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Spring brings need to be bear aware

June 4, 2022

By T.J. Ross
IDFG Regional Communications Manager

Spring brings lots back to life after a cold, dark winter, including grizzly bears. Idaho Fish and Game Staff in the Panhandle Region have confirmed the presence of a grizzly sow and cub in the area of Johnson Saddle in Game Management Units 4A/4. In addition, multiple grizzly attacks on livestock have been confirmed in the Naples area.

Although grizzly bears are most commonly observed in the Cabinet and Selkirk mountain ranges in GMU 1, they have also been infrequently observed in units 2, 3, 4, 4A, 6, 7 and 9. Black bears, on the other hand, are common throughout all GMUs in the Panhandle.

Spring 2022 has been busy on the grizzly bear front, with livestock-grizzly encounters in the Panhandle and recent human-grizzly interactions in the Upper Snake Region.

All of this activity serves as a timely reminder of the need to be bear aware – both while recreating in the woods and while living in close proximity to wildlife. Read on for some helpful tips on both fronts.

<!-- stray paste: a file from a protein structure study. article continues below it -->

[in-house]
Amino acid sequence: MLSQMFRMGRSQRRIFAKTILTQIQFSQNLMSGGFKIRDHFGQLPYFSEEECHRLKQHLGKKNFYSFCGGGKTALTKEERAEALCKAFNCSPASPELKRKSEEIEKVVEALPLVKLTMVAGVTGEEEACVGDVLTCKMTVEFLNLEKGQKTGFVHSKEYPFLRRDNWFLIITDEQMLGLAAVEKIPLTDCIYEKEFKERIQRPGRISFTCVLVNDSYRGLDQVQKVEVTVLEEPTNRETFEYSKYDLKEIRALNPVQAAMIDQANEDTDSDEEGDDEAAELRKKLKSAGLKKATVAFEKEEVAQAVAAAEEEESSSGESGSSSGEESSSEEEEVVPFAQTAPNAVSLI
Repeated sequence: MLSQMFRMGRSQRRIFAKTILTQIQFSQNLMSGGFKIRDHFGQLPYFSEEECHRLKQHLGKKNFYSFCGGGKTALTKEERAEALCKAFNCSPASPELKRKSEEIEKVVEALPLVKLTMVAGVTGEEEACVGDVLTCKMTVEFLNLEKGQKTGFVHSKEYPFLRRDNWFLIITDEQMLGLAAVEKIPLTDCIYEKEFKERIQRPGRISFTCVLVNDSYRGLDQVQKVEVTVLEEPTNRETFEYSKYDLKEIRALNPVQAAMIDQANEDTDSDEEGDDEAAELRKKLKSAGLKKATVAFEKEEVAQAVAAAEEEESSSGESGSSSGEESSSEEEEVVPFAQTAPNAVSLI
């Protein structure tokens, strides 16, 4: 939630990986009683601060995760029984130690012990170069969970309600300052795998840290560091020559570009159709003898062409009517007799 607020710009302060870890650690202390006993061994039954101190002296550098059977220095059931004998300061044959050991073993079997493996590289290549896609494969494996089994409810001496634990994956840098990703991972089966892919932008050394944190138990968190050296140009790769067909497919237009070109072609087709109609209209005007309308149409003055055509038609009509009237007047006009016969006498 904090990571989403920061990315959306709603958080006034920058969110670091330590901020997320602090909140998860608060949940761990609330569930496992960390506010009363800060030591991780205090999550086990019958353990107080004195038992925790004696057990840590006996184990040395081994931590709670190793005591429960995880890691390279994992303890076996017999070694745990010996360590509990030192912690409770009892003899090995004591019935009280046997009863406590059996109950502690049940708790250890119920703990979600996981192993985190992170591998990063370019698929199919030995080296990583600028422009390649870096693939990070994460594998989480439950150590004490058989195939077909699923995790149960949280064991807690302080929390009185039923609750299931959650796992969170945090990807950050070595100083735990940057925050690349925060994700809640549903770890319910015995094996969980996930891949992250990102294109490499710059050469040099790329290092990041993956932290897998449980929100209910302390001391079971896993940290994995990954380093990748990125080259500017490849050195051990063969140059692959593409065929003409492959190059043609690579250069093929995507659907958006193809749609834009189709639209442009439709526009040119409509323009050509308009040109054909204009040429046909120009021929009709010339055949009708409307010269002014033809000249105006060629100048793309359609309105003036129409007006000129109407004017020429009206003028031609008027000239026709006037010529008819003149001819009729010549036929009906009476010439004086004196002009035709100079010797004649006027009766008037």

Tips for safely recreating in bear country:
  • Carry bear spray and keep it accessible and within reach
  • Hunt with partners and make each other aware of plans
  • Look for grizzly bear sign, including fresh tracks, scats, digs and carcasses or gut piles
  • Be sure of your target before shooting a bear
  • Retrieve game meat as quickly as possible and approach the carcass carefully and loudly
  • Hang meat, food and garbage at least 200 yards from camp, 10 feet off the ground and four feet from the vertical support
  • When not hunting, make noise, especially around creeks and thick vegetation. Most attacks occur by inadvertently surprising a bear at close range

Tips for safely living near wildlife:
  • Properly dispose of attractants, including trash, animal carcasses, compost, livestock feed and beehives.
  • Securely store food, garbage and other attractants in a bear-resistant place.
  • Keep pet food secured as you do your own. Bears like pet food as much as your pet does.
  • Avoid filling bird feeders until wintertime.
  • Do not bury or throw garbage into the nearby woods.
  • Make sure to clean your grills and keep them in a building, if possible.

With spring bear hunting season well underway, hunters are encouraged to review their bear identification skills to avoid mistaken identity.

Size and color of the animal are not reliable indicators of species. It’s best to look at multiple features in order to make the right call. Grizzlies typically have short, rounded ears, a dished facial profile, a prominent shoulder hump and 2-4 inch long claws.

Please contact the Panhandle Regional office at (208) 769-1414 if you have any questions.

Questions or Comments? Send us an email!

Mike Weland, Publisher

6931 Main St.
P.O. Box 1625
Bonners Ferry, ID 83805
(208) 295-1016

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